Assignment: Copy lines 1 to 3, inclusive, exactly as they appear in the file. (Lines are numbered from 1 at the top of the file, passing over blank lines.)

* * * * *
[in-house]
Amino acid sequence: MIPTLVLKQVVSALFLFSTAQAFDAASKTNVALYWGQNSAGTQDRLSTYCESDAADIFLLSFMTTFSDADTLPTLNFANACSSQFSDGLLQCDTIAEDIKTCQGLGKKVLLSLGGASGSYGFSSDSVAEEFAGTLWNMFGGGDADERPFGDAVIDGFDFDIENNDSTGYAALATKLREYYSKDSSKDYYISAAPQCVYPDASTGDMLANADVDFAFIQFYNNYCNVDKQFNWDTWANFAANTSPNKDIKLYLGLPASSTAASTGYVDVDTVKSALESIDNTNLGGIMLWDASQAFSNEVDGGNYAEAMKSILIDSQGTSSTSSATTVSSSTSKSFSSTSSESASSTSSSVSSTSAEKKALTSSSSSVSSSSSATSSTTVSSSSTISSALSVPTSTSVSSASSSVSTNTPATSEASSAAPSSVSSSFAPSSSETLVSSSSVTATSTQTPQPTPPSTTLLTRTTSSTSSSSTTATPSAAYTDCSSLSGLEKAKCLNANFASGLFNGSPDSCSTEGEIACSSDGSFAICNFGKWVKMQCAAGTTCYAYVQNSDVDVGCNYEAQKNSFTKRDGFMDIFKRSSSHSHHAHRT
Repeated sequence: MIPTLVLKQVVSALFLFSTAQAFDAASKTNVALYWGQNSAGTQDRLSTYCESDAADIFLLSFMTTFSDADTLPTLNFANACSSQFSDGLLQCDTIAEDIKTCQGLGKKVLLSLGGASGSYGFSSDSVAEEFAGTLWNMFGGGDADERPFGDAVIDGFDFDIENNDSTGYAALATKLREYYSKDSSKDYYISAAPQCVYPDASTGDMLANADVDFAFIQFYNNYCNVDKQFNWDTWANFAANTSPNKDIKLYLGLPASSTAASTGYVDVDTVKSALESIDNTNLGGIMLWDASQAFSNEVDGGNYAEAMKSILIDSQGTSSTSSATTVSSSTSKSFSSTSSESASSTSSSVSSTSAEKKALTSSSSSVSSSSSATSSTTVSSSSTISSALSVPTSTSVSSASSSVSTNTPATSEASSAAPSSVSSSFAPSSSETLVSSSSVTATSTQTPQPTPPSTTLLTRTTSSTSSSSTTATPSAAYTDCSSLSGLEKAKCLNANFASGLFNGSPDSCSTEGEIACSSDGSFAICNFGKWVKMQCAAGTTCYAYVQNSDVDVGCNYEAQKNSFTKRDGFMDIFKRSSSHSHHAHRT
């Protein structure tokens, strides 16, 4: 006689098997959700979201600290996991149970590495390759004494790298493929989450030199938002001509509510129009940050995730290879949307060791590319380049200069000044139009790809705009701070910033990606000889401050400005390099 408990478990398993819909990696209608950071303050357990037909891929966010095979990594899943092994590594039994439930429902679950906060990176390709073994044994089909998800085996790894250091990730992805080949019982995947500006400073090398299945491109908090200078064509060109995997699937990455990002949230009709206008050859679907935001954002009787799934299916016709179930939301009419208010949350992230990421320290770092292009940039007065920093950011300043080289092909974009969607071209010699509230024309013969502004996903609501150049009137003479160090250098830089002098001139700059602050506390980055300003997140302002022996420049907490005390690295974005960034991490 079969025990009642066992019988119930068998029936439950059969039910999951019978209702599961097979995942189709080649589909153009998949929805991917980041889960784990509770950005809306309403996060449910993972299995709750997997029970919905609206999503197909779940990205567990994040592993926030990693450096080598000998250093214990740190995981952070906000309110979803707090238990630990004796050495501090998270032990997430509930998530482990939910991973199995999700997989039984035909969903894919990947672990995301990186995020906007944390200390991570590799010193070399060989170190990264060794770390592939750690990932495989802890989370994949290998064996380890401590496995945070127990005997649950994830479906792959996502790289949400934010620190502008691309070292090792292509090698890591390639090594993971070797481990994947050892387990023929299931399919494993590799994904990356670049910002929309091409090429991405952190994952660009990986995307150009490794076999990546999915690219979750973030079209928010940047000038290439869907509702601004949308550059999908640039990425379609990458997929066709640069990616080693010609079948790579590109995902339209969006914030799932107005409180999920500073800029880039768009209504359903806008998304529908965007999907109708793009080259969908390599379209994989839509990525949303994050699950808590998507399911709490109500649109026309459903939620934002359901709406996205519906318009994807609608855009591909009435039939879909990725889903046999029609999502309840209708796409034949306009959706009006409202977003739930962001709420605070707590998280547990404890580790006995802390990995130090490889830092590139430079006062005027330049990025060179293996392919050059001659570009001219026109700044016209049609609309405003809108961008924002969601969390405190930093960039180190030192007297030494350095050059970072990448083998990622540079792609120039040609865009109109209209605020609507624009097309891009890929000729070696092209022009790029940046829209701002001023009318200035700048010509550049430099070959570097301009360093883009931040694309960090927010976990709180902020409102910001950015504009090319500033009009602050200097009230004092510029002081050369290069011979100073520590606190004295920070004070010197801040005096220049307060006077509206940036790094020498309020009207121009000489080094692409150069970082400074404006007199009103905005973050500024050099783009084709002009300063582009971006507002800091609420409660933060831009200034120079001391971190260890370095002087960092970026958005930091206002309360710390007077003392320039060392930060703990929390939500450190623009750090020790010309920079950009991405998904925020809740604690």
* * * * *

[in-house]
Amino acid sequence: MIPTLVLKQVVSALFLFSTAQAFDAASKTNVALYWGQNSAGTQDRLSTYCESDAADIFLLSFMTTFSDADTLPTLNFANACSSQFSDGLLQCDTIAEDIKTCQGLGKKVLLSLGGASGSYGFSSDSVAEEFAGTLWNMFGGGDADERPFGDAVIDGFDFDIENNDSTGYAALATKLREYYSKDSSKDYYISAAPQCVYPDASTGDMLANADVDFAFIQFYNNYCNVDKQFNWDTWANFAANTSPNKDIKLYLGLPASSTAASTGYVDVDTVKSALESIDNTNLGGIMLWDASQAFSNEVDGGNYAEAMKSILIDSQGTSSTSSATTVSSSTSKSFSSTSSESASSTSSSVSSTSAEKKALTSSSSSVSSSSSATSSTTVSSSSTISSALSVPTSTSVSSASSSVSTNTPATSEASSAAPSSVSSSFAPSSSETLVSSSSVTATSTQTPQPTPPSTTLLTRTTSSTSSSSTTATPSAAYTDCSSLSGLEKAKCLNANFASGLFNGSPDSCSTEGEIACSSDGSFAICNFGKWVKMQCAAGTTCYAYVQNSDVDVGCNYEAQKNSFTKRDGFMDIFKRSSSHSHHAHRT
Repeated sequence: MIPTLVLKQVVSALFLFSTAQAFDAASKTNVALYWGQNSAGTQDRLSTYCESDAADIFLLSFMTTFSDADTLPTLNFANACSSQFSDGLLQCDTIAEDIKTCQGLGKKVLLSLGGASGSYGFSSDSVAEEFAGTLWNMFGGGDADERPFGDAVIDGFDFDIENNDSTGYAALATKLREYYSKDSSKDYYISAAPQCVYPDASTGDMLANADVDFAFIQFYNNYCNVDKQFNWDTWANFAANTSPNKDIKLYLGLPASSTAASTGYVDVDTVKSALESIDNTNLGGIMLWDASQAFSNEVDGGNYAEAMKSILIDSQGTSSTSSATTVSSSTSKSFSSTSSESASSTSSSVSSTSAEKKALTSSSSSVSSSSSATSSTTVSSSSTISSALSVPTSTSVSSASSSVSTNTPATSEASSAAPSSVSSSFAPSSSETLVSSSSVTATSTQTPQPTPPSTTLLTRTTSSTSSSSTTATPSAAYTDCSSLSGLEKAKCLNANFASGLFNGSPDSCSTEGEIACSSDGSFAICNFGKWVKMQCAAGTTCYAYVQNSDVDVGCNYEAQKNSFTKRDGFMDIFKRSSSHSHHAHRT